It’s an unfortunate sign of the times that the remnants of closed, lost or silent distilleries exist nowadays in bottle form only. There is something delightful, intriguing and exciting when opening a bottle to share with other enthusiasts from a distillery that is no more. Much like a bygone relic from the depths being plucked out from its watery grave. Brought to the surface to be appreciated and dissected by whisky scholars.
For those interested in the whole closed genre there are still a handful of opportunities to seek out and appreciate. A couple of years ago Littlemill was quite affordable but it has skyrocketed with each decent cask bottled. An overlooked forgotten distillery is Imperial from Speyside that even now is bottled at affordable prices – mainly by Gordon & MacPhail annually – with Signatory also releasing the odd affordable single cask.
Built in 1897, Imperial closed shortly afterwards in 1899 due to a fall in demand triggered by the Pattison whisky crisis. It did not reopen until 1919 and even then just for 6 years. Imperial fell silent once again for a significantly longer duration until it was rebuilt and reopened in 1955. At last it seemed Imperial was delivering and making its mark, even having its number of stills doubled in 1965. Then another whisky crisis struck the industry in the early 1980’s prompting Imperial to shut its doors once again.
A plucky competitor, unlike many other distilleries that did close their doors for good during this period, Imperial was sold to new owners in 1989. Allied Distillers also owned the wonderful Tormore distillery and in the 1990’s released a set of official whiskies from its stable of distilleries. I’ve recently reviewed the Tormore edition in this range as part of a Tormore vertical tasting and the Imperial version is fairly common and inexpensive making it another to track down.
Unlike Tormore, Imperial fell silent once again in 1998 and this was to be the final closure. When Allied was swallowed up by Chivas Brothers and the parent company of Pernod-Ricard in 2005, the new owners evaluated their distilleries. It was felt that Imperial was best left closed and thus began a period of speculation of will they or won’t they for many years. Finally in 2013, Imperial was put out of its misery when the site was levelled. Whilst Imperial is sadly no more, a new distillery exists on the same site today as Dalmunach. Built in record time at a cost of £24 million its a modern, forward thinking facility that can produce 10 million litres per year. Personally, I do prefer the ugly duckling appearance of the original distillery to the new practical replacement. However fingers crossed we’ll be able to experience single malts from Dalmunach as Chivas looks to spotlight some of its lesser distilleries.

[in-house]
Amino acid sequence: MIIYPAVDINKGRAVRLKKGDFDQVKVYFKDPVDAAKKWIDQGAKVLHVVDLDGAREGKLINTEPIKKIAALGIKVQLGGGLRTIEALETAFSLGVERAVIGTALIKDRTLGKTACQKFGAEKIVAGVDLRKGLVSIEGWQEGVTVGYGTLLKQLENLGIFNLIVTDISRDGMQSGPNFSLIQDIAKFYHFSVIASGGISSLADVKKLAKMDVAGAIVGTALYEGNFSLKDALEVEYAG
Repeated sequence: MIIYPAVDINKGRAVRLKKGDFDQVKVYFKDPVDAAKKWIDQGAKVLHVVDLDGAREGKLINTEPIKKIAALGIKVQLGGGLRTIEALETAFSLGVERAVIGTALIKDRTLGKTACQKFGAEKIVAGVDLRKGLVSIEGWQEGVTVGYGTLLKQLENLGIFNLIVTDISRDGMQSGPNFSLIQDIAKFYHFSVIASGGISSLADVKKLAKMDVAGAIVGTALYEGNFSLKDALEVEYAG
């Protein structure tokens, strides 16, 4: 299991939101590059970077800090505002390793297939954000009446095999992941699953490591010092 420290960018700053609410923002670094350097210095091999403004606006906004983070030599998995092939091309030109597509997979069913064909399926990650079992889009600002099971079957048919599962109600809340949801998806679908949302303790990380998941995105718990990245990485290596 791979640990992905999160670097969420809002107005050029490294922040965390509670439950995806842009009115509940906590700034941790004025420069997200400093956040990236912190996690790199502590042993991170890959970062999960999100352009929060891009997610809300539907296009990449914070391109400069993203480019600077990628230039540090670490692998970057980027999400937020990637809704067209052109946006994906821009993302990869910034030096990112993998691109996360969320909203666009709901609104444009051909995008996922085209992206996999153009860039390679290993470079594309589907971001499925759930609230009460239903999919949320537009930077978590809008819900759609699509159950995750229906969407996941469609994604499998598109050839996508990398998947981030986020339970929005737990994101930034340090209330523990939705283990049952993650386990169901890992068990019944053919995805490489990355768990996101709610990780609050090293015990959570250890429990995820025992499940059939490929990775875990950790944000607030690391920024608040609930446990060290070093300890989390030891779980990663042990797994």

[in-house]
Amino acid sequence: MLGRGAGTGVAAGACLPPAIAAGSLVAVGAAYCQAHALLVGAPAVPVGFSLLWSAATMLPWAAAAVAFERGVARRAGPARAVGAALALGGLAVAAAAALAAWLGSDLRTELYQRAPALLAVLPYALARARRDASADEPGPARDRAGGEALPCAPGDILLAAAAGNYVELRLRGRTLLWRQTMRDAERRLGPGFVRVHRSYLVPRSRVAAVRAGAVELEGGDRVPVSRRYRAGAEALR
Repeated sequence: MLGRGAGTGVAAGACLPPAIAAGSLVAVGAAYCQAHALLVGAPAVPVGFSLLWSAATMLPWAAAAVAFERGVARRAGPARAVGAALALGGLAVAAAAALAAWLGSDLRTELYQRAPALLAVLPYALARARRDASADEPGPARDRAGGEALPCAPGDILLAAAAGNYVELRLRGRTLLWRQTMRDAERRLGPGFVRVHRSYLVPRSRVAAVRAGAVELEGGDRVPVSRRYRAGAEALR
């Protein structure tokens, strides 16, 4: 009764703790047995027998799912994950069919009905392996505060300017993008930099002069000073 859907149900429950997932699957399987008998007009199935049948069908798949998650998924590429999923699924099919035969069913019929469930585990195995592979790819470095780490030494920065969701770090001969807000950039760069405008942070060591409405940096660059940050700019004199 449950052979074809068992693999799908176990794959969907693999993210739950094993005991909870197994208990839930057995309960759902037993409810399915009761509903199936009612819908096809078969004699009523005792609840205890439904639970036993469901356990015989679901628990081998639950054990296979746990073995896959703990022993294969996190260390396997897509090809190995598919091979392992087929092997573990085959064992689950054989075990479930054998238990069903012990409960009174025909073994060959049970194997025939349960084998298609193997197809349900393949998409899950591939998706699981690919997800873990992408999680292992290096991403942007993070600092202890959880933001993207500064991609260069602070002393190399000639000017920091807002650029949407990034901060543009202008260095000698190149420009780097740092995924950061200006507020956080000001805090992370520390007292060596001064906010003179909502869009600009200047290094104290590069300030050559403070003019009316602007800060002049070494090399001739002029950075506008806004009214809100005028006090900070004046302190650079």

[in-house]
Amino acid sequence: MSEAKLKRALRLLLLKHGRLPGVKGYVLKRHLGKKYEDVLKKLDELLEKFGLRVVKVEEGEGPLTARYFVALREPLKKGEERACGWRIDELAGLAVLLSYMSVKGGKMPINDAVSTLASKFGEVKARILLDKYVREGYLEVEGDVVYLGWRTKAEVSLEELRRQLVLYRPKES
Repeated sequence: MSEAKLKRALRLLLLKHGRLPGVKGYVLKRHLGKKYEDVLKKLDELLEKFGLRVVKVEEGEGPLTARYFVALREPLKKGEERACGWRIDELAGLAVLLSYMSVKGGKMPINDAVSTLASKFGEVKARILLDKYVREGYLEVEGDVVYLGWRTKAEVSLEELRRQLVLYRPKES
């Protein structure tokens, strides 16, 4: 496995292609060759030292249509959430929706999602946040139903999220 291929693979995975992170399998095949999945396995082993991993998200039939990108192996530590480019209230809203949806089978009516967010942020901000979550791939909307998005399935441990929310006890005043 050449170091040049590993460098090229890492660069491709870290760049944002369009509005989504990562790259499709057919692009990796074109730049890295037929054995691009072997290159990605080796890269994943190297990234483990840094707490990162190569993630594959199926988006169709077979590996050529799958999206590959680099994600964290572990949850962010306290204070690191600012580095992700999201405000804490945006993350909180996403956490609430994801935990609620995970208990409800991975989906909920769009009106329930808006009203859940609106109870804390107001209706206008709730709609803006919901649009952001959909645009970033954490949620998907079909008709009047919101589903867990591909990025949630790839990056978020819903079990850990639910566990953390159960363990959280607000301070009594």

On paper Imperial was more often closed than it was open. Like many Speyside distilleries it only really existed to provide stock for blending purposes. That’s not a criticism as I’ve never had a bad Imperial in all my years. If the distillery had a character, a presence, a suitor, then potentially it may have been still with us. Unfortunately it was all too easy to be erased from history leaving us only with independent bottlers who continue its legacy today.
This single cask release comes from Robert Graham and it bottled at 46% strength and will set you back a reasonable £75.99. So let us step back in time with this whisky and see what it offers?
Distilled: 9th September 1998
Colour: white oak
Nose: an inviting mix of milk chocolate and hazelnuts. The char of the cask is noticeable with a faint element of lemon amidst the vanilla and pan-fried almonds. With water it does open up slightly more reveal floral notes and apricot jam with roasted coffee beans.
Taste: a rounded pleasant character with a slight bitter note from green olives. Chocolate once again and white grapes. With water oranges and citrus features rise before a lingering caramel toffee finish.
Overall: an interesting cask that offers a intriguing experience. A grand, sudden promising arrival, before the promised symphony of development falls somewhat flat. Then it revives for the encore with a lovely prolonged finish that is a harmonious way to end proceedings.
Another solid Imperial release. In someways very fitting as it just lacks that extra touch of character (the development) to truly grab a hold of you. A decent Speyside offering and an affordable talking piece.